September 11th, 2011 | Published in COETAIL 2 - 21st Century Issues and Ideas
How do I properly cite a joke? How about advice? Can I plagiarize my own ideas? Of all the discussion topics I’ve encountered in the Coetail program this one seems the most relevant to my subject area which is Social Studies. I am a firm believer in a number of precepts about history and in general the social sciences as opportunities for collaboration and understanding. I am aware that important considerations regarding the source of knowledge are critical to understanding human behavior in the past and present. Of these “ways of knowing what we know,” authority is the most relevant to fair and proper use because traditional scholarship demands proper citation of information from specific authority. Good scholarship in historical investigation is judged on the strength and balance of quality sources taken from authority; this is reasonable and justified in a sense that it protects both the authority and the researcher but for altogether different reasons. I am intrigued by the discussions around this issue and find that the grey areas are too grey to actually address (I leave that to the courts).
I guess a huge part of my own internalization of fair use is the question “what is an authentic idea?” Is there such thing as an original idea? How does syncretic development fit into the conversation? Writers of religious work generally have borrowed liberally from earlier works. I wonder if the Greeks cried when the Romans stole the Odyssey and produced the Aeneid? Actually, it is reasonable to assume that one of the great accelerators of civilization is the ability of humans to borrow from one another strengthening collective knowledge. The key word here is accelerate as traditional thinking of property and information no longer seems to apply in the 21st century. Consider the proliferation of information in the years after the development of the 16th century printing press. The power to disseminate information lay within the hardware of the actual press (The Chinese understood this having developed printing capabilities as far back as the Sung Dynasty, yet I don’t believe it to be coincidence that every Chinese press was considered property of the Emperor). The ability to move information has always trumped the actual content and I firmly believe this is because there really isn’t anything radically original or newly constructed that fails to borrow from pre-existing ideas, designs, and methods. As new innovations emerge that build and improve, I am much more inclined to place greater value on the connections between people and the content/knowledge, or more appropriately, the concept of experience rather than on wholesale information/product. Human beings are hard-wired to reach out when the need arises to tap the abilities and skills of others and the benefits of cooperation (or altruism) have been documented, encouraged, and celebrated.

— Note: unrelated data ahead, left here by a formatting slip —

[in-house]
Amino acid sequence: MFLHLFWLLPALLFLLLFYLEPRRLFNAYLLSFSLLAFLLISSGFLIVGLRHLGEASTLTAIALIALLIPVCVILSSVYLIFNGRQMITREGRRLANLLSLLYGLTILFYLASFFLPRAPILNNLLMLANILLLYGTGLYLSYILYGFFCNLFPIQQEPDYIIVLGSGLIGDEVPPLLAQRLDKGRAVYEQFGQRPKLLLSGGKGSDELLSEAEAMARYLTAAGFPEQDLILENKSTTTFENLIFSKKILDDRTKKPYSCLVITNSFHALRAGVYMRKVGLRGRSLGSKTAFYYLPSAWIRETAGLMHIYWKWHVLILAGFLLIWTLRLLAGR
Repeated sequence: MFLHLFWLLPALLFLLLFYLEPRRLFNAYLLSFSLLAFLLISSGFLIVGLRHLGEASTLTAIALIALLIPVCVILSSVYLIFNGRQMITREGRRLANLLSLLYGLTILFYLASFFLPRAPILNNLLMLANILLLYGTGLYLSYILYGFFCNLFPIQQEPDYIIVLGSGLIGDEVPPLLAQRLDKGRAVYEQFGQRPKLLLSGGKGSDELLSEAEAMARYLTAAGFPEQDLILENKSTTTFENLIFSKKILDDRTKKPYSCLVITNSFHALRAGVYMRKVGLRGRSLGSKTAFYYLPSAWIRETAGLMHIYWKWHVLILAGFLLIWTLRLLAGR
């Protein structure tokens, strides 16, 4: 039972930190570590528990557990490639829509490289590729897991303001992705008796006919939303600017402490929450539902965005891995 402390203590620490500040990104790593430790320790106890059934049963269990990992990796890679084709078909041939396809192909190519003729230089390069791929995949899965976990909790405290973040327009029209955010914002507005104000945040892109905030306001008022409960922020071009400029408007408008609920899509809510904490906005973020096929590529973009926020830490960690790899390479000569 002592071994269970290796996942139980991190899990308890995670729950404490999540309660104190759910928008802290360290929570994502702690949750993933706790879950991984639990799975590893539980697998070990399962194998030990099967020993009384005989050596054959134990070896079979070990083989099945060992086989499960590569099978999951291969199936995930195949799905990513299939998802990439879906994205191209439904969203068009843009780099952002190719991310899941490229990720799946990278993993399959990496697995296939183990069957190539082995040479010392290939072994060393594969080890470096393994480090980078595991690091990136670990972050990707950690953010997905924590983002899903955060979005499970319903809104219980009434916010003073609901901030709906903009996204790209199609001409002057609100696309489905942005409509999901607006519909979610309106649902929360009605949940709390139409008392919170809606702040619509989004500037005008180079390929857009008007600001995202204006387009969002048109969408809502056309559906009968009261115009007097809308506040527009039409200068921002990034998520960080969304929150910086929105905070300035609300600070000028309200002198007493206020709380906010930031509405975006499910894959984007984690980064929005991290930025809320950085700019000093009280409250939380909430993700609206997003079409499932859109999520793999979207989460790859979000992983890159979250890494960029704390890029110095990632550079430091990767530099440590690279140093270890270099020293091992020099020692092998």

I really enjoy this particular rant on the value of information in context where information is limitless:
As a social studies teacher the conversations regarding fair use, academic integrity, and scholarly pursuit are vital and relevant. The opportunity that the Creative Commons concept brings to the table is an upgrade to the property minded mores and attitudes of protectionism which have rarely resulted in progress. The great intellectual jumps in history have been the result of sharing and crowd-sourcing and it is actually happening right in front of our faces. This is the right time to begin educating the next generation on being scholarly responsible while endeavoring to embrace the collective power of ideas. The natural place in schools to provide such opportunities is in the Social Studies where visual literacy, critical thinking skills, and citizenship are all heavily emphasized. I would hate to think the world’s population as one large externality. (The video below is a famous clip from the Documentary “The Corporation:”
As for piracy, the concept and act have been around as long as people produced surplus goods. Piracy is an activity as inherent to society as deviance. Living in Thailand however, when I buy the bootleg dvd at the Samakorn market, I see the ladies children right there in front of me maybe having things a little bit better, and I actually sleep very good at night.